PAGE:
4. No more than five individuals from an organization are allowed to pre-register for the same TIPS training.
  5. Students will receive information on the location of the training between 12 and 24 hours before the start of the training.
  6. MISSED TRAININGS- By signing up for a training, students are committing to attending. In the event that a student signs up for a training and does not attend, their Student Account will be charged the cost of materials and they will be forbidden from serving as a sober party monitor for the rest of their time as a Hopkins student.
  7. LATE ATTENDEES- Trainings begin promptly at the time listed. Late-comers are not accepted and will not be eligible to participate in the training. They must sign up for another training within three months. If they do not sign up for another training within three months or are late to the subsequent training, this will count as a missed training as outlined earlier in the policy.
  8. CANCELLING YOUR SPOT IN A TRAINING- If you can no longer attend a training due to illness or another commitment, you MUST email 24 hours before the training. If you respond to this email indicating that you can no longer attend the training, this would be treated as a missed training as outlined earlier in the policy.
  9. WALK INS- If you do not pre-register for a training, you can walk-in to a TIPS session, based on availability. If you do not both pre-register AND receive an email from with the training location, there are NO guarantees that you will be able to participate in the training.
  10. CHEW does not offer private trainings. If your organization is interested in hosting a private training, CHEW can connect you with trainers. NOTE- there is a fee of several hundred dollars to host a private training, for which your organization will be responsible.
  11. CHEW reserves the right to cancel any TIPS training.
  12. You cannot transfer your spot in a TIPS training to another person.


Other Resources

Johns Hopkins students have access to multiple resources on alcohol and other drugs.

Online Assessments

Students have access to Alcohol e-CHECKUP TO GO, an online, personalized, brief screening tool for alcohol use.

Campaigns and Print Materials for Alcohol and Other Drugs

Learn about campus-wide media campaigns and resources that identify misperceptions about alcohol and other drug behaviors of Johns Hopkins students. The goal of these campaigns and resources is to help students minimize negative consequences and enhance their college experience by making informed decisions.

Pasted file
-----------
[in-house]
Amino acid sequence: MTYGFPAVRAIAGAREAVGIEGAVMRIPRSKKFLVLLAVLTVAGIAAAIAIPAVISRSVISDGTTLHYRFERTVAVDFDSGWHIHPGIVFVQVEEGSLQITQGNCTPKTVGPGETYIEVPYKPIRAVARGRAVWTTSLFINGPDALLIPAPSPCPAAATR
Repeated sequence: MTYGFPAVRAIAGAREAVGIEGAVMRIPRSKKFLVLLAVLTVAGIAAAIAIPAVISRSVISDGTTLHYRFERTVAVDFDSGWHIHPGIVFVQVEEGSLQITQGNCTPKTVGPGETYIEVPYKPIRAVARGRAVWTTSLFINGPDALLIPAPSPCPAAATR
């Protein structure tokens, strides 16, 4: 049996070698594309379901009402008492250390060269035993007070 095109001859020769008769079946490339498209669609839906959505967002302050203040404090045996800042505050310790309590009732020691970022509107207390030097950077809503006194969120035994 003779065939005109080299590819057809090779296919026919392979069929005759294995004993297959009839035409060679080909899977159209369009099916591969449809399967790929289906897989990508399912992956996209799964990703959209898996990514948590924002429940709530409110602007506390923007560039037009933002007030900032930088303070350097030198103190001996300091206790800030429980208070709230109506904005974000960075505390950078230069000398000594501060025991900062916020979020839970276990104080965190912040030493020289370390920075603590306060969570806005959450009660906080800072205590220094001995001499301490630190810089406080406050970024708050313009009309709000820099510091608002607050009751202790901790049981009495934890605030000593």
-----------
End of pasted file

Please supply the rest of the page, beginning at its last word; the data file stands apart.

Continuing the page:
• Stay in the Blue Zone: Staying in the Blue Zone can help you get what you want while avoiding the stuff you don’t want
  • Blood Alcohol Concentration PDF Document: wallet cards

Laws and Policies

Information about Alcohol and Other Drugs

Fact Sheets



Prescription Drugs:

Handy Websites

Alcoholics Anonymous (AA)

Alcoholics Anonymous is a fellowship of men and women who share their experience, strength and hope with each other that they may solve their common problem and help others to recover from alcoholism. The only requirement for membership is a desire to stop drinking. There are no dues or fees for AA membership; we are self-supporting through our own contributions. AA is not allied with any sect, denomination, politics, organization or institution; does not wish to engage in any controversy, neither endorses nor opposes any causes. Our primary purpose is to stay sober and help other alcoholics to achieve sobriety.

National Institute on Alcohol Abuse & Alcoholism (NIAAA)

NIAAA provides leadership in the national effort to reduce alcohol-related problems by:

  • Conducting and supporting research in a wide range of scientific areas including genetics, neuroscience, epidemiology, health risks and benefits of alcohol consumption, prevention, and treatment
  • Coordinating and collaborating with other research institutes and Federal Programs on alcohol-related issues
  • Collaborating with international, national, state, and local institutions, organizations, agencies, and programs engaged in alcohol-related work
  • Translating and disseminating research findings to health care providers, researchers, policymakers, and the public

Rethinking Drinking

Rethinking Drinking is for anyone who drinks. Rethinking Drinking offers valuable, research-based information. features information and links related to street drugs and drug abuse including links to published reports on drug use, a “drug index” listing all the drugs listed on the site, signs and symptoms of drug use, and directions for getting help.

Students Against Destructive Decisions (SADD)

Students Against Destructive Decisions (SADD) provides students with the best prevention and intervention tools possible to deal with the issues of underage drinking, other drug use, impaired driving and other destructive decisions.

The Maryland Collaborative

The Maryland Collaborative to Reduce College Drinking and Related Problems brings together Maryland colleges to address the problem of excessive drinking and its consequences on their campuses and in their communities. College student drinking problems exact enormous social and economic costs for families, friends, and the community-at-large, including assaults, injuries, drunk driving, alcohol abuse and dependency, and death.